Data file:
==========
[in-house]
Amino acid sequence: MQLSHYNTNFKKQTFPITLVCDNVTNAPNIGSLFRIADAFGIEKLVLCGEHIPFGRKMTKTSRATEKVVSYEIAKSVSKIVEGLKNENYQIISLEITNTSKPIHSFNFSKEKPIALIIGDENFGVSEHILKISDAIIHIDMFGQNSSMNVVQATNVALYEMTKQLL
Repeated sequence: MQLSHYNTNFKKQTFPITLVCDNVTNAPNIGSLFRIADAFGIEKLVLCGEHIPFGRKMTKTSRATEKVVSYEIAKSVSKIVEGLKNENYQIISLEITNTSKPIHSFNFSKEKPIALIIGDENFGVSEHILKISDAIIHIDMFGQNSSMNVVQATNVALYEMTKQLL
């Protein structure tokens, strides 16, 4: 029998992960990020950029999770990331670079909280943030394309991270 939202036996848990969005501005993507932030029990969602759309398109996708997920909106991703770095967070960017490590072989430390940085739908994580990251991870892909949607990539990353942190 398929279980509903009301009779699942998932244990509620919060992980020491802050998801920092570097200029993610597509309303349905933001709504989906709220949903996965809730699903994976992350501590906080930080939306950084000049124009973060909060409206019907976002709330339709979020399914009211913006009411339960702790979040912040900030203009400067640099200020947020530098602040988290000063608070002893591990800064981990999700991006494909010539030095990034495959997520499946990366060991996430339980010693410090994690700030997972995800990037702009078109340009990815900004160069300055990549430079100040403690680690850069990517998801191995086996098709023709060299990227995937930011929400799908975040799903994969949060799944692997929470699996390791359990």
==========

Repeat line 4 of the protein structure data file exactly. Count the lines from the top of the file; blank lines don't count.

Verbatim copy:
């Protein structure tokens, strides 16, 4: 029998992960990020950029999770990331670079909280943030394309991270 939202036996848990969005501005993507932030029990969602759309398109996708997920909106991703770095967070960017490590072989430390940085739908994580990251991870892909949607990539990353942190 398929279980509903009301009779699942998932244990509620919060992980020491802050998801920092570097200029993610597509309303349905933001709504989906709220949903996965809730699903994976992350501590906080930080939306950084000049124009973060909060409206019907976002709330339709979020399914009211913006009411339960702790979040912040900030203009400067640099200020947020530098602040988290000063608070002893591990800064981990999700991006494909010539030095990034495959997520499946990366060991996430339980010693410090994690700030997972995800990037702009078109340009990815900004160069300055990549430079100040403690680690850069990517998801191995086996098709023709060299990227995937930011929400799908975040799903994969949060799944692997929470699996390791359990």